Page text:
It's a chance to learn something new, an opportunity for everyone to connect with the outdoors, get some exercise and have the satisfaction of completing a challenge.

Key to all orienteering is the specially drawn map. The film shows how this map works, the way the symbols are drawn and how courses are printed with a start and finish symbol and checkpoints to find on the way round. The film also shows how to line your map up with features to help you go in the right direction. Other than having the map, you need little else to get going. A compass isn't necessary on simple courses, just be dressed ready for the outdoors whether you are planning to run or walk.

Many local clubs have also been developing these courses virtually, and our Virtual Orienteering Courses can be completed using your GPS smartphone or watch.  More information on Permanent and Virtual Orienteering Courses can be found on the British Orienteering website.

With the opportunity to select the difficulty of a course, look for a course in a particular terrain, search for wheelchair accessible course or embrace technology with an added virtual element, there has never been a better time to embrace your next outdoor adventure with the sport of Orienteering on National Fitness Day.

If you do one activity today, make sure you download a Permanent Orienteering Course today and go Orienteering!  

#FITNESSDAY

#GreatBritishWeekofSport

Top
Tweet Saturday 6th October 2018

Junior European Cup Opens With Exciting Mixed Sprint Relay

The first race of the 2018 JEC programme saw 14 GB athletes across four teams take to the streets of the Swiss village of Villars-Sur-Ollon, in a fast and frantic head-to-head format, the first of its kind at junior international level.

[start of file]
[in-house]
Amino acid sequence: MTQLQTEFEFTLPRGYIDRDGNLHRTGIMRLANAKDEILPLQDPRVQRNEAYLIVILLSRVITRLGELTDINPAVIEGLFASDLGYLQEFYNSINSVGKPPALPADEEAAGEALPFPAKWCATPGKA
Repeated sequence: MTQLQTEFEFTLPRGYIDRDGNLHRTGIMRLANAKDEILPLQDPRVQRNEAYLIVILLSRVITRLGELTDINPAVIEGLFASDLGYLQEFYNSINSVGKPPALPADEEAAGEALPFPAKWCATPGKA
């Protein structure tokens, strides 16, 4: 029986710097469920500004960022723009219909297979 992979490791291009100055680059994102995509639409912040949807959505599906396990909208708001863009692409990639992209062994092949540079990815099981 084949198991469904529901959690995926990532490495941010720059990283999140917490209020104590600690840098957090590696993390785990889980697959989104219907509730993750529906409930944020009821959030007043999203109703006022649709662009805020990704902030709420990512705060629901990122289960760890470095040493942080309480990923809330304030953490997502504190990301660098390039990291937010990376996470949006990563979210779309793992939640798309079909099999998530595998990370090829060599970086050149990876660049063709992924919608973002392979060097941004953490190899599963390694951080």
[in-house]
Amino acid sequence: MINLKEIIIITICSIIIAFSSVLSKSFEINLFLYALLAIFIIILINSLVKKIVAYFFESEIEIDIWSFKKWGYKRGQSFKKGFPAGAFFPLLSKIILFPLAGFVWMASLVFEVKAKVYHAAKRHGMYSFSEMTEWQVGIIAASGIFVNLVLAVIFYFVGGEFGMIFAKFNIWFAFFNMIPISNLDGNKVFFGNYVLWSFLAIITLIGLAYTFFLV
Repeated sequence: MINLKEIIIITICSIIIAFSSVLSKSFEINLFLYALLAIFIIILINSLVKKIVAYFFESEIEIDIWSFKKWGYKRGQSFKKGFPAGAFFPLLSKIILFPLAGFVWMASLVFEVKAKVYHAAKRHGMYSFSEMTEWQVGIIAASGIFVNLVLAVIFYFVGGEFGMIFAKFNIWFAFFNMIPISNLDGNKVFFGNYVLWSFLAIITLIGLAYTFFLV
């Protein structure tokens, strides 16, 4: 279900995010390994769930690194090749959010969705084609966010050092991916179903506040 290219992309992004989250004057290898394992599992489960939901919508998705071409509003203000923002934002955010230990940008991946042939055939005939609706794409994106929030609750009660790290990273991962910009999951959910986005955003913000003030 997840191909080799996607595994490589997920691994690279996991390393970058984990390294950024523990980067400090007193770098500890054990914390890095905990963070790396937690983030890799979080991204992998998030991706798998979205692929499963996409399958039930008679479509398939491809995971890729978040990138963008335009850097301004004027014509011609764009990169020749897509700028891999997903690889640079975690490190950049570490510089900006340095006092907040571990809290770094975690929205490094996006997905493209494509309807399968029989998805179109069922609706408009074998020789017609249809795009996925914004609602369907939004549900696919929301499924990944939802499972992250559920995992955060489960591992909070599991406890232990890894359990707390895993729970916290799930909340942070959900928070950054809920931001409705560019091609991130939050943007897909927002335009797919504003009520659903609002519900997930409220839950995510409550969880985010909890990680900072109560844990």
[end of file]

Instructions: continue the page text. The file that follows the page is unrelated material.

Leading off their respective teams were Fiona Bunn (GBR1), Tara Schwarze-Chintapatla (GBR2), Emma Wilson (GBR3) and Anika Schwarze-Chintapatla (MIX1) and the pace at the front of the pack was unremitting in its intensity, as they headed uphill and away from the start line for the first leg. The courses included several long route choice legs, with the gaffling managing to split some of the teams early on, followed by some shorter, faster legs as the runners returned towards the assembly.

Ten minutes later, the first athletes headed into the arena passage, and it was to British cheers that Fiona descended to the spectator control in first place, with GB debutant, Anika, only around 10 seconds back from her, and comfortably in the top 10. These two continued to work hard around the final short loop and set up their outgoing runners for the next leg beautifully, ensuring that they both went out in the leading pack, with Fiona finishing in second and Anika in sixth. Eddie Narbett now took up the reigns for the first team and, although he wasn't happy with his overall performance, having dropped sometime in the middle of the course, he still brought the first team back in 9th and fighting for a podium position, only 18 seconds off sixth place at this stage.

Freddie Carcas on the third leg then ran a controlled race to stay in contention, running through the spectator control in the middle of a group fighting for places 7 to 12 and still well in touch with the leading pack and duly handed over to last leg runner, Laura King, with the team sitting in 10th. Laura then ran a superb final leg to pull in several of the athletes in front of her and an exciting sprint finish saw her cross the finish line in a dead heat with the Swiss 3rd team last leg runner and pull the team up onto the podium in joint 6th.

Across the rest of the squad, there were a number of steady runs, resulting in the Mixed 1 team finishing 36th, the 3rd team in 41st of the 64 teams competing in the event and unfortunately the second team were disqualified. The athletes are now resting up and preparing in the hotel for the middle race tomorrow at Monthey, where it is hoped that the area suits some of the technicians in the squad and more good results can be recorded by the team across the two classes of M/W18 and M/W20.

Laura King running through the spectator control
Top